Ukioq 2000-Mi Nuummi Ammasumik Qaannamik Unammersuarneq
The 2000 National Open Kayaking Championship in Nuuk, Greenland
Sermitsiaq--the summit is 7.25nm from where I took this photo.
The 2000 Greenland Kayak Championships were the first held as an 'open'-- that is non Greenlandic and/or non Qaannat Kattuffiat members were allowed to participate and compete. The events are held annually and consist of numerous aspects regarding kayaks and the kayak traditions in Greenland. Most kayak competitions throughout the world consist of racing. In Greenland, racing is done as well as rolling, harpoon throwing and rope-gymnastics, which have been used for centuries for building strength, agility, and balance-- skills key in kayaking.
Some 130 or so people participated in the 2000 gathering. Most of the municipalities of Greenland were represented-- from Qanaq in the North to Qaqortoq in the South. Foreigners present were from the United States, Britain, Faeroe Islands, Denmark, and Norway. The competition lasted a week, and Maligiaq Padilla of Sisimiut won the championship. For information regarding the Greenland Kayak Association and the annual Championships, please visit the QajaqUSA web-page: www.qajaqusa.org
Hilmar Ibsen Christensen of Paamiut paddled a couple hundred miles to Nuuk for the
Championships along with other Paamiut team-mates.
Before the race.
A child racing with an adult trailing for safety. Note the small
outriggers fastened to the child's kayak.
Starting line of the Children's race. Boys and girls as young as
five years old participated.
Two women from the Northern West coast adjusting their
sprayskirts before a race.
Justin Smallbone of the U.K., paddling my kayak after the
Maligiaq Padilla during the rolling competition.
A storm in Nuuk. The old colonial harbour is in the foreground.
Playing in a storm. Sustained winds of 50 mph, gusting 70 were
endured this day. Kayakers right next to me were in and out of sight as
large waves rolled between us. This was the most fun I have ever
had in a kayak!
Landing the catch.
Team rolling competition: 30+ rolls, done on both sides-- if one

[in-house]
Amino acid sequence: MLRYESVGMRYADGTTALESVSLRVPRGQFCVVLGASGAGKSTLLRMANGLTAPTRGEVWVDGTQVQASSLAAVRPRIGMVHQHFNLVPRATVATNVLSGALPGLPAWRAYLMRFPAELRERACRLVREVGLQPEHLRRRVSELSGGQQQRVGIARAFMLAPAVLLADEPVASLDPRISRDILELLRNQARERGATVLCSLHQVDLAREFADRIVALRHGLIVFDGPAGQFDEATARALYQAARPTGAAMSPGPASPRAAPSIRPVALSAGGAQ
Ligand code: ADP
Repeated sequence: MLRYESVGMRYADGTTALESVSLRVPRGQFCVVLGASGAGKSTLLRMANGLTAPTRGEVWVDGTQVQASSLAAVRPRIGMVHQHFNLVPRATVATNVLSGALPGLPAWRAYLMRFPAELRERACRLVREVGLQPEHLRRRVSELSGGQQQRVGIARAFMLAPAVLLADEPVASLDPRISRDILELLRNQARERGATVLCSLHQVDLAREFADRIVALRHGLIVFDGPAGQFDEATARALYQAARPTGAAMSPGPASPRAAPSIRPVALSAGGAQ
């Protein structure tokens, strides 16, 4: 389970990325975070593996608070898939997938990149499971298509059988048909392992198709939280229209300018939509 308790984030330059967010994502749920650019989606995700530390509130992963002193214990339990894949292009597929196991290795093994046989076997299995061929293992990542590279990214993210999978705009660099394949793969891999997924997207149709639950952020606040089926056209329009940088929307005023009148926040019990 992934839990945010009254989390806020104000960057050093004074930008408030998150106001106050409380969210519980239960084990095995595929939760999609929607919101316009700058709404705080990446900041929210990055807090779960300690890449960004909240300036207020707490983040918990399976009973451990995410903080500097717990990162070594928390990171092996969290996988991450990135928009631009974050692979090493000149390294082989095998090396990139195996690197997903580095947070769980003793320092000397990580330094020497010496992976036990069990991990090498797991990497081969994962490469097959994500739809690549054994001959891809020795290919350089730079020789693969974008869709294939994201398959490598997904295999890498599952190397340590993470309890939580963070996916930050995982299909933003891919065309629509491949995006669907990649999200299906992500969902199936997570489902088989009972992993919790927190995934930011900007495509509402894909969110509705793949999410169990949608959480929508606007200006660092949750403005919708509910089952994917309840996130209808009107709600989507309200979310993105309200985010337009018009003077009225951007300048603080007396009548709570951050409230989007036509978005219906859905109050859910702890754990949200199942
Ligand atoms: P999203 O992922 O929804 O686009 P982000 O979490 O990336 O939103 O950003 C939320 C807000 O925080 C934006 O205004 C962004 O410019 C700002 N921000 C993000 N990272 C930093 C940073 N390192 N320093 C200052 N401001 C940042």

member fails, no points awarded.
Hans Egede's House (ca. 1721), now the Prime
Getting my Kayak to Greenland. . .
How I made my "travelling" kayak: I pre-made all the pieces of my kayak, which is a replica of a type I'd already built before: the 1892 South Greenland kayak-- my preferred choice for rolling. Essentially, just built a frame and then cut it up on a bandsaw. The scarfs did not need to be 'perfect' as one needs when simply making a short gunwale longer-- in deconstructing a gunwale, I merely bandsawed the scarfs by eye, making sure they had an appropriate glue-surface-area ratio. The trick to to this was drilling holes for pegs through the gunwales at the scarf-positions to help index and align them when re-assembled. The photo above shows the entire disassembled kayak next to my other replica. There are 44 pieces, and all these pieces weigh 21#-- cloth not included. This same process was used when I built two sizable East Canadian kayaks on Baffin Island in 1996.
The re-assembly of the kayak: This process took three days, working perhaps four hours a day. The scarf-joints were all quickly aligned, glued, and pegged; I used polyurethane glue for this. The next step was to assemble the frame and tie all the lashings-- this couldn't have taken more than two hours or so. The keel had not been cut to final shape yet, nor had the chines, so I did have some final shaping and adjusting to do. All the ribs were pre-bent and numbered. Next was the fitting of the cloth-skin. This took about 3-1/2 or four hours: The skin was not pre-sewn or even pre-cut at all. Finally, the deck-lines, fittings, and coaming were fitted and the kayak received its first coat of paint.
My re-assembled kayak (right) next to the Nuuk Kayak Clubhouse.
More about this kayak in the replicas section.
The Greenland National Museum.
Pavia Tobiassen about to go hunting for seal in his kayak.
Pavia Tobiassen launching his kayak to go seal hunting. His equipment
consists of a small-calibre rifle, rifle-bag, polypropylene rope with a large fish-hook
on the end, a bird-spear (with an iron point for dispatching seals), and a couple
candy-bars beneath the rear deck-straps. His kayak has unusually long ends,
and is fitted with a skeg to aid in tracking while coasting with the rifle drawn.
The extra paddle is a rare accessory, and is most likely being taken along
so as to have an 'outrigged' paddle on each side. (The paddles are
placed underneath the deck-straps to add stability while resting or waiting for
seals with the rifle drawn.)
The sea at Nuuk during a summer storm.
Many thanks to John Heath, the Baidarka Historical Society & George Dyson, and to the
Oregon Ocean Paddling Society (O.O.O.P.S.) for their kind & generous support!
Many thanks to the Greenland National Museum, Kirsten Madsen and Anders Gedionsen, the Qaannat Katuffiat, and the Peqatigiifik Qajaq Nuuk for their assistance & hospitality!